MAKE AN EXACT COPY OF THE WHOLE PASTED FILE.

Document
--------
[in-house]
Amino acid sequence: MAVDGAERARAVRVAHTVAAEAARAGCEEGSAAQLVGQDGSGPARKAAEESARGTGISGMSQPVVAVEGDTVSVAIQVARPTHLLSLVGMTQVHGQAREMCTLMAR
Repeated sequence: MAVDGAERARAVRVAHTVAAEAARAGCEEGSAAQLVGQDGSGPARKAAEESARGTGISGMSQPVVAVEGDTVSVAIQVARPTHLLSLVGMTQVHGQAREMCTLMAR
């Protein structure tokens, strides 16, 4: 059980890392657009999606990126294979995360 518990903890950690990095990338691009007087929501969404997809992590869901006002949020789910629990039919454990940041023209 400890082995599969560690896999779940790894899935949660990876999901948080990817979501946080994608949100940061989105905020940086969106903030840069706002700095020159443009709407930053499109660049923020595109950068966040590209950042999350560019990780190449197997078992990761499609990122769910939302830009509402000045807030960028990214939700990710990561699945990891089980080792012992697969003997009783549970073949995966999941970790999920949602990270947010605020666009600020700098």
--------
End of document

[in-house]
Amino acid sequence: MAVDGAERARAVRVAHTVAAEAARAGCEEGSAAQLVGQDGSGPARKAAEESARGTGISGMSQPVVAVEGDTVSVAIQVARPTHLLSLVGMTQVHGQAREMCTLMAR
Repeated sequence: MAVDGAERARAVRVAHTVAAEAARAGCEEGSAAQLVGQDGSGPARKAAEESARGTGISGMSQPVVAVEGDTVSVAIQVARPTHLLSLVGMTQVHGQAREMCTLMAR
């Protein structure tokens, strides 16, 4: 059980890392657009999606990126294979995360 518990903890950690990095990338691009007087929501969404997809992590869901006002949020789910629990039919454990940041023209 400890082995599969560690896999779940790894899935949660990876999901948080990817979501946080994608949100940061989105905020940086969106903030840069706002700095020159443009709407930053499109660049923020595109950068966040590209950042999350560019990780190449197997078992990761499609990122769910939302830009509402000045807030960028990214939700990710990561699945990891089980080792012992697969003997009783549970073949995966999941970790999920949602990270947010605020666009600020700098």